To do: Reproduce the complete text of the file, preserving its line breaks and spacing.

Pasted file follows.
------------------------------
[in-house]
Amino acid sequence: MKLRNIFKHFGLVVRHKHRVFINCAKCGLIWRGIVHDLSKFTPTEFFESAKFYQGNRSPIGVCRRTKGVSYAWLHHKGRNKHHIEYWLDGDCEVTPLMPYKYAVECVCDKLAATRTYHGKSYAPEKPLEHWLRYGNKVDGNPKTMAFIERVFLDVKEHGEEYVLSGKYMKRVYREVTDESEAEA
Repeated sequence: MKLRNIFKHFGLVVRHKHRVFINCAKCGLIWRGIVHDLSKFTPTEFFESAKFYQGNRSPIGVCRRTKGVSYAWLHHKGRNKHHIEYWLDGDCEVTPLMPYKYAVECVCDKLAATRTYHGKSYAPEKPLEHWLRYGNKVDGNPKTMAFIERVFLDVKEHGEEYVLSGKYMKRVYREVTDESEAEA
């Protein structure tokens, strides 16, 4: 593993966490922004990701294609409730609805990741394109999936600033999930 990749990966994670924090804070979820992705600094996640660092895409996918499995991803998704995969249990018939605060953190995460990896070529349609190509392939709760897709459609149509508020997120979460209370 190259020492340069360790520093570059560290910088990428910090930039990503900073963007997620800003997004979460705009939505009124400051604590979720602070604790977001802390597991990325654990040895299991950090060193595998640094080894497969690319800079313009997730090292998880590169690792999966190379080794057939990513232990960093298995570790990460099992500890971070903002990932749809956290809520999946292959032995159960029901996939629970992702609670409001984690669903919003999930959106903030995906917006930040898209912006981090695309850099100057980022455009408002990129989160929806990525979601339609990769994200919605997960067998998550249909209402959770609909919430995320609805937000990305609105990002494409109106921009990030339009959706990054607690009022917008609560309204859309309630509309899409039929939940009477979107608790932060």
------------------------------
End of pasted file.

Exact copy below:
[in-house]
Amino acid sequence: MKLRNIFKHFGLVVRHKHRVFINCAKCGLIWRGIVHDLSKFTPTEFFESAKFYQGNRSPIGVCRRTKGVSYAWLHHKGRNKHHIEYWLDGDCEVTPLMPYKYAVECVCDKLAATRTYHGKSYAPEKPLEHWLRYGNKVDGNPKTMAFIERVFLDVKEHGEEYVLSGKYMKRVYREVTDESEAEA
Repeated sequence: MKLRNIFKHFGLVVRHKHRVFINCAKCGLIWRGIVHDLSKFTPTEFFESAKFYQGNRSPIGVCRRTKGVSYAWLHHKGRNKHHIEYWLDGDCEVTPLMPYKYAVECVCDKLAATRTYHGKSYAPEKPLEHWLRYGNKVDGNPKTMAFIERVFLDVKEHGEEYVLSGKYMKRVYREVTDESEAEA
């Protein structure tokens, strides 16, 4: 593993966490922004990701294609409730609805990741394109999936600033999930 990749990966994670924090804070979820992705600094996640660092895409996918499995991803998704995969249990018939605060953190995460990896070529349609190509392939709760897709459609149509508020997120979460209370 190259020492340069360790520093570059560290910088990428910090930039990503900073963007997620800003997004979460705009939505009124400051604590979720602070604790977001802390597991990325654990040895299991950090060193595998640094080894497969690319800079313009997730090292998880590169690792999966190379080794057939990513232990960093298995570790990460099992500890971070903002990932749809956290809520999946292959032995159960029901996939629970992702609670409001984690669903919003999930959106903030995906917006930040898209912006981090695309850099100057980022455009408002990129989160929806990525979601339609990769994200919605997960067998998550249909209402959770609909919430995320609805937000990305609105990002494409109106921009990030339009959706990054607690009022917008609560309204859309309630509309899409039929939940009477979107608790932060």